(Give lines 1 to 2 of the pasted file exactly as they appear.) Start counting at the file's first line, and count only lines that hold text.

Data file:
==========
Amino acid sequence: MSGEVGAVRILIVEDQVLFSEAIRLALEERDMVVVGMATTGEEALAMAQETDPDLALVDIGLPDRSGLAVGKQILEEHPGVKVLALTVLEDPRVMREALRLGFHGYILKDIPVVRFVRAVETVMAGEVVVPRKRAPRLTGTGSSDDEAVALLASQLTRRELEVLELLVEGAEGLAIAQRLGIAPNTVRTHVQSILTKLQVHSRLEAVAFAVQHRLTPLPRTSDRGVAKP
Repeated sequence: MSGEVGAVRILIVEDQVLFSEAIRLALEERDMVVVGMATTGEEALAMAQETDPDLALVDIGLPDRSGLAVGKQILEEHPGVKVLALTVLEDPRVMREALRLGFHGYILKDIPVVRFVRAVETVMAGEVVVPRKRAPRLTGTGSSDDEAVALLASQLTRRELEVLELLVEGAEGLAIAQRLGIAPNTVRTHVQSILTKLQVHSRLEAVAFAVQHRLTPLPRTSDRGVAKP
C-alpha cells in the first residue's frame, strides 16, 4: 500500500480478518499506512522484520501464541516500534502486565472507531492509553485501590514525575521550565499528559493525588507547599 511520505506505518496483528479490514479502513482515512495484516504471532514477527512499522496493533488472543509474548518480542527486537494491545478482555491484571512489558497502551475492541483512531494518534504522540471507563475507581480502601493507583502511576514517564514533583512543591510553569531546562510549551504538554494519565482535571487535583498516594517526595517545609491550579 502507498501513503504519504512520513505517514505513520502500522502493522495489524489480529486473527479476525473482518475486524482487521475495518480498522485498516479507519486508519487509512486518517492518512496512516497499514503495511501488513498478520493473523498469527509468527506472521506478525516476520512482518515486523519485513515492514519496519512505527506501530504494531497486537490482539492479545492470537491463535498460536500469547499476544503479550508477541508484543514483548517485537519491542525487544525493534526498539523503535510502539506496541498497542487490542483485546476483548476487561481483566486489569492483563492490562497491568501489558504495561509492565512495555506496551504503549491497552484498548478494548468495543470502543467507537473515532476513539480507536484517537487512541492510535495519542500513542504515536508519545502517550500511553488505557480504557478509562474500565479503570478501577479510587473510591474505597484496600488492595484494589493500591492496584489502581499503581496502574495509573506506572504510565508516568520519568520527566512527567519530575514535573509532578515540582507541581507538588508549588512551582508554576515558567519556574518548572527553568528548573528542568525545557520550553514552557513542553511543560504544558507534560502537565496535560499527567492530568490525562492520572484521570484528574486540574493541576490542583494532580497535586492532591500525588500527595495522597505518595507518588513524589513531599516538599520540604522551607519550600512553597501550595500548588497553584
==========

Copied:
Amino acid sequence: MSGEVGAVRILIVEDQVLFSEAIRLALEERDMVVVGMATTGEEALAMAQETDPDLALVDIGLPDRSGLAVGKQILEEHPGVKVLALTVLEDPRVMREALRLGFHGYILKDIPVVRFVRAVETVMAGEVVVPRKRAPRLTGTGSSDDEAVALLASQLTRRELEVLELLVEGAEGLAIAQRLGIAPNTVRTHVQSILTKLQVHSRLEAVAFAVQHRLTPLPRTSDRGVAKP
Repeated sequence: MSGEVGAVRILIVEDQVLFSEAIRLALEERDMVVVGMATTGEEALAMAQETDPDLALVDIGLPDRSGLAVGKQILEEHPGVKVLALTVLEDPRVMREALRLGFHGYILKDIPVVRFVRAVETVMAGEVVVPRKRAPRLTGTGSSDDEAVALLASQLTRRELEVLELLVEGAEGLAIAQRLGIAPNTVRTHVQSILTKLQVHSRLEAVAFAVQHRLTPLPRTSDRGVAKP